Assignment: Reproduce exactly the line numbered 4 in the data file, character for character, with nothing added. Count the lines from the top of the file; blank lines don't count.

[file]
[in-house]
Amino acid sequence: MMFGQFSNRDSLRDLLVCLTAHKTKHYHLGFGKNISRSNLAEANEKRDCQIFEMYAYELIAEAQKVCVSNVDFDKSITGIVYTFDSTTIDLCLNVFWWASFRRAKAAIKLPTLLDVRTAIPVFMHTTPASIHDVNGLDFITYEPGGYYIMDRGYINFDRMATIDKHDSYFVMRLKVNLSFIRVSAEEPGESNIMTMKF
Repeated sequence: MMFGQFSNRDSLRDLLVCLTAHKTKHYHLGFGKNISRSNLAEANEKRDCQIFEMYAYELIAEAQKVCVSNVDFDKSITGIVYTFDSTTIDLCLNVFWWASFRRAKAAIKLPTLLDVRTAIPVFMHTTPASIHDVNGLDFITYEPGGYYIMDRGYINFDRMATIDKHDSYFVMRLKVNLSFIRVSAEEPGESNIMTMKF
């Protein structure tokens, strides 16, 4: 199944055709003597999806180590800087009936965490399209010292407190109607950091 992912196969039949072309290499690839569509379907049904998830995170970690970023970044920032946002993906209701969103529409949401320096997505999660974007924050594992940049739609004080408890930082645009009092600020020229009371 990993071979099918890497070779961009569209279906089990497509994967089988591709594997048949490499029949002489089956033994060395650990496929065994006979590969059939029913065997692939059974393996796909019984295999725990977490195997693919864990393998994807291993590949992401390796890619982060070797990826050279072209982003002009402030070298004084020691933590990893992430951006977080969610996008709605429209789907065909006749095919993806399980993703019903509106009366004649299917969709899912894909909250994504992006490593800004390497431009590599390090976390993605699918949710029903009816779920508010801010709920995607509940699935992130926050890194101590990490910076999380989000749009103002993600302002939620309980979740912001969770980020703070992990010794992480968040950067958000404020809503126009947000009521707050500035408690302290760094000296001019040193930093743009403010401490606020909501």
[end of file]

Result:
């Protein structure tokens, strides 16, 4: 199944055709003597999806180590800087009936965490399209010292407190109607950091 992912196969039949072309290499690839569509379907049904998830995170970690970023970044920032946002993906209701969103529409949401320096997505999660974007924050594992940049739609004080408890930082645009009092600020020229009371 990993071979099918890497070779961009569209279906089990497509994967089988591709594997048949490499029949002489089956033994060395650990496929065994006979590969059939029913065997692939059974393996796909019984295999725990977490195997693919864990393998994807291993590949992401390796890619982060070797990826050279072209982003002009402030070298004084020691933590990893992430951006977080969610996008709605429209789907065909006749095919993806399980993703019903509106009366004649299917969709899912894909909250994504992006490593800004390497431009590599390090976390993605699918949710029903009816779920508010801010709920995607509940699935992130926050890194101590990490910076999380989000749009103002993600302002939620309980979740912001969770980020703070992990010794992480968040950067958000404020809503126009947000009521707050500035408690302290760094000296001019040193930093743009403010401490606020909501």